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Transect surveys are frequently used to estimate distribution and abundance of species across a landscape, yet a proportion of individuals present will be missed because either they were out of view and unavailable for detection or they were available but not detected because the surveyors missed them. These situations lead to availability and perception bias, respectively, and can result in misleading estimates of abundance and habitat use. In this study, we examined potential biases of visual surveys used for the brown tree snake (Boiga irregularis), a cryptic invasive snake responsible for the extirpation of at least 15 vertebrates on Guam. We simultaneously executed visual surveys and radiotelemetry in a low‐density population of brown tree snakes with two goals in mind: to assess the efficacy of visual surveys in detecting subjects at low densities and to identify sources of perception and availability bias in such surveys. Results indicated that with considerable effort, visual surveys can predict the presence of this cryptic reptile even at low densities (0.4 animals/ha) but perform poorly at predicting areas of high use resulting in inaccurate estimates of relative habitat importance. Telemetered snakes used densely foliated plants including Pandanus tectorius and ferns (epiphytic and terrestrial species) for nearly half of their time, yet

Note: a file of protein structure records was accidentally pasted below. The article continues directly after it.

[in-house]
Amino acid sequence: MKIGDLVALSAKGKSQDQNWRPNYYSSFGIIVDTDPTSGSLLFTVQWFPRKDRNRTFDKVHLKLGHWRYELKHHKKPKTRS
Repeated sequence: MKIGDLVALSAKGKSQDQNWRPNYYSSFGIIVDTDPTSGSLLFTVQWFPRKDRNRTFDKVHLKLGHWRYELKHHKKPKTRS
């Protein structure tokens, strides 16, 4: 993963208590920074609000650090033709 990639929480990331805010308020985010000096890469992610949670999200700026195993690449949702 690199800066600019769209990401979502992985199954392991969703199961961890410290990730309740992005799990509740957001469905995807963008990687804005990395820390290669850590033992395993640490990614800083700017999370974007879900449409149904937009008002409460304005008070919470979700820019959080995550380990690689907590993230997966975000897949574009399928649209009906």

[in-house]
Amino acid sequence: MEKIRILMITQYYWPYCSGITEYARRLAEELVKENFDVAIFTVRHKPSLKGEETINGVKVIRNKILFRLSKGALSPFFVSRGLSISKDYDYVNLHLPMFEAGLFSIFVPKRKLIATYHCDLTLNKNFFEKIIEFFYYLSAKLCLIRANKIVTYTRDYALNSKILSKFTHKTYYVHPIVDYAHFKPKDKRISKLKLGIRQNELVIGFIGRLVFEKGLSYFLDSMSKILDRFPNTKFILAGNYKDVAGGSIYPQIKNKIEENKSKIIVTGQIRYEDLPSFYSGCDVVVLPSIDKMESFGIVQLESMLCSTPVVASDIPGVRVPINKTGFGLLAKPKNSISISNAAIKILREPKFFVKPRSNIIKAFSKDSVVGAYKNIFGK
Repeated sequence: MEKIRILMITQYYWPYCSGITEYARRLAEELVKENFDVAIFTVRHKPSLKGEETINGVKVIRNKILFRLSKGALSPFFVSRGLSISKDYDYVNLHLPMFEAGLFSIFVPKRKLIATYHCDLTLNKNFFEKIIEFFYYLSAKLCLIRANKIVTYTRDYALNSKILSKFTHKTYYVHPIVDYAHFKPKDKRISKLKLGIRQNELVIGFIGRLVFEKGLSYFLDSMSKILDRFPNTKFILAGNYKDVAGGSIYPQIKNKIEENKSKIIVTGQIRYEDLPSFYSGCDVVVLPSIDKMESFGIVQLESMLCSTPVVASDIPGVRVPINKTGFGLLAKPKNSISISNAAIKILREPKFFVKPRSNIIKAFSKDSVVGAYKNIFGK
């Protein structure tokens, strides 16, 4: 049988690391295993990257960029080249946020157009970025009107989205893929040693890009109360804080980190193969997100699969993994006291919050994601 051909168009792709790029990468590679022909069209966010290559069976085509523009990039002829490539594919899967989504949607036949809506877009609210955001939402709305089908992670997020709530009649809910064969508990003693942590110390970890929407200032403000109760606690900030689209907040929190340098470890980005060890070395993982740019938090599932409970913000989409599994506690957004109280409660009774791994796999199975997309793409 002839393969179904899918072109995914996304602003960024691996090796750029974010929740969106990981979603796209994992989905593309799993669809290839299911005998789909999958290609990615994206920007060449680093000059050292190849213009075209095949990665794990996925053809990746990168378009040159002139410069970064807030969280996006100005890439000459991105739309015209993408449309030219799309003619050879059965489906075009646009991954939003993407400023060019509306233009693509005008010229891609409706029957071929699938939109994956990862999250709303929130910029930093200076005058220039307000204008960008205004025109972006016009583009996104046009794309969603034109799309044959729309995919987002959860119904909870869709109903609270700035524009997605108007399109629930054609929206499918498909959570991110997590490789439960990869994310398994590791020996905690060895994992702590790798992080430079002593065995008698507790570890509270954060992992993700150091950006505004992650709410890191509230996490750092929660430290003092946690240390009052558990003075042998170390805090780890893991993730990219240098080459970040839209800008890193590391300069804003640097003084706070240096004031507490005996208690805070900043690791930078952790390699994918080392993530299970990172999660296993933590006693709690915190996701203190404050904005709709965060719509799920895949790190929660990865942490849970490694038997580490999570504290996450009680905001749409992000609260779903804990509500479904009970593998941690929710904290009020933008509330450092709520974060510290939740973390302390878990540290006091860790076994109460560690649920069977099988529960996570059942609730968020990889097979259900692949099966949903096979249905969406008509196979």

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© 2020 The Authors.

© 2020. This publication is made available under the CC BY 3.0 license:



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